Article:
On the Ground
That’s precisely the challenge that Yemen Aid faces.
The humanitarian group been working with the Yemeni Embassy and Direct Relief to arrange for a shipment of medications and supplies to be delivered to Aden, Yemen’s new capital city. The shipment – which contains five ventilators, 150 oxygen concentrators, a large quantity of PPE, a range of medications, and soap – is scheduled to depart Direct Relief’s warehouse via air freight, and to arrive in the city of Dubai.
From there, the shipment will be delivered by the World Food Program to Aden, where Yemen Aid will coordinate with the Ministry of Health to divide the supplies around the country.
In a country with only a few hundred ventilators – OCHA reports there are approximately 300, Dr. Kamal estimates closer to 500 – and very little in the way of PPE available, the shipment represents a significant contribution.
Then, it was a question of how to distribute it.
“Unfortunately, there’s not a lot of information out there,” Nasser said. “At the end of the day, you don’t want to send necessary aid that could be wasted.”
There are currently 59 Covid-19 isolation units in Yemen, 25 of which are operational, according to OCHA. Yemen Aid will distribute the supplies to 18 of those, primarily in city centers located in the country’s center and south.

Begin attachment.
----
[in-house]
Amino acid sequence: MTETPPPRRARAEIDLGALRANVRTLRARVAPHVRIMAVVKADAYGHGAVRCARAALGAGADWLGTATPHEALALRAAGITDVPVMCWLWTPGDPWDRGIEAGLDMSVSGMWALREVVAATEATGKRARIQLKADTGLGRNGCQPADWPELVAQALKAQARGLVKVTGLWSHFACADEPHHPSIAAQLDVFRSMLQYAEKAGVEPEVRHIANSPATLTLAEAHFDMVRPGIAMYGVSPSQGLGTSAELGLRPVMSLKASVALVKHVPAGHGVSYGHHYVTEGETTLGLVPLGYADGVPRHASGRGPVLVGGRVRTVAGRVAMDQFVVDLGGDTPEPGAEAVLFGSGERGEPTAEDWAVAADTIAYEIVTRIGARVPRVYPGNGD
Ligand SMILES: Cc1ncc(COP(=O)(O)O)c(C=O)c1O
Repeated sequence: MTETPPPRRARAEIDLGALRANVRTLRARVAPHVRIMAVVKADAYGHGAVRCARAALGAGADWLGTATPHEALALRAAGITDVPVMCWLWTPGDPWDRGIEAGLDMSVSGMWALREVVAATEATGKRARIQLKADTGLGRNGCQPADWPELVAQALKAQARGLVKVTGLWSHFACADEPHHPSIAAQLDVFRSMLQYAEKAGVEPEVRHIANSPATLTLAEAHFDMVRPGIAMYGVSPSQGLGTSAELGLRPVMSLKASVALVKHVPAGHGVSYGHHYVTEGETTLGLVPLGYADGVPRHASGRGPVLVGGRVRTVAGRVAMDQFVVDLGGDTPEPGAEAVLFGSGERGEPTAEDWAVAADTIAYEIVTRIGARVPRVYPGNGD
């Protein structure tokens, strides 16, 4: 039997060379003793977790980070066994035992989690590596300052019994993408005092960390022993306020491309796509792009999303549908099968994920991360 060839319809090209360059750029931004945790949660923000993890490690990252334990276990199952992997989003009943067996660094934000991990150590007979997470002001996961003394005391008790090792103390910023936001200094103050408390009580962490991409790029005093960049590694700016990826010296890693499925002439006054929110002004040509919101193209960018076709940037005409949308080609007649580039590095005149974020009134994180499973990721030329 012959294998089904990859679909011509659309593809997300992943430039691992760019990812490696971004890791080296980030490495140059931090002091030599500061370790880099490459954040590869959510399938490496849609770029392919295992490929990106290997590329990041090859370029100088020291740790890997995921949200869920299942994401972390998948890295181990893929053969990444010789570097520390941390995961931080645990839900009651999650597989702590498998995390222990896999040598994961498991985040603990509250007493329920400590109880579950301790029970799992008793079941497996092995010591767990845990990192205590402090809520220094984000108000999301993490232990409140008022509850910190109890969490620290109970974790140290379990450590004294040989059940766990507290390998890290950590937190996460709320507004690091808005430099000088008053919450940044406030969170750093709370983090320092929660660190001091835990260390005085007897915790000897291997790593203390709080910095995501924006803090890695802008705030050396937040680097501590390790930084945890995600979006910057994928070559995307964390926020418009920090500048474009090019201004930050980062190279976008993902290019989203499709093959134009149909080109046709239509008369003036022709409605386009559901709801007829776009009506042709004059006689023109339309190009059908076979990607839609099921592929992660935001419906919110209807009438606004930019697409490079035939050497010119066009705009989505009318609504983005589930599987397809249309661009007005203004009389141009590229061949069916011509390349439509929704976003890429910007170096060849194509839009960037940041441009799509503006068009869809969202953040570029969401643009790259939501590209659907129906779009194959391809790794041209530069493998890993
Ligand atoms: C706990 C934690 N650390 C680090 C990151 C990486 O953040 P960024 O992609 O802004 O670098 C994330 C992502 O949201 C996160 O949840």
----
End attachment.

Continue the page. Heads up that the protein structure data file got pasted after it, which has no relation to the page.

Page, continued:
To make sure aid was being effectively placed, Yemen Aid drew from a list of needs reported by the Ministry of Health, and conducted assessments of some individual provinces. “You have to do your due diligence, you have to investigate, you have to assess, and that takes work,” Nasser said.
Aid will be sent to Covid-19 treatment centers in Aden, Lahij, Abyan, and Taiz.
Asked about the difficulty of conducting assessments in a country roiled by conflict, Nasser stressed the importance of developing on-the-ground relationships.
“You have to work very much locally in the country to get what you need,” she said. “You can’t rely on what the official numbers are.”
Since January 2017, Direct Relief has provided nearly 80,000 pounds of medical aid, worth more than $2 million, to healthcare partners in Yemen. That support included cholera treatment kits and other essential medical supplies. Direct Relief is also coordinating an airlift of protective gear and other requested medical aid for Covid-19 response in the country.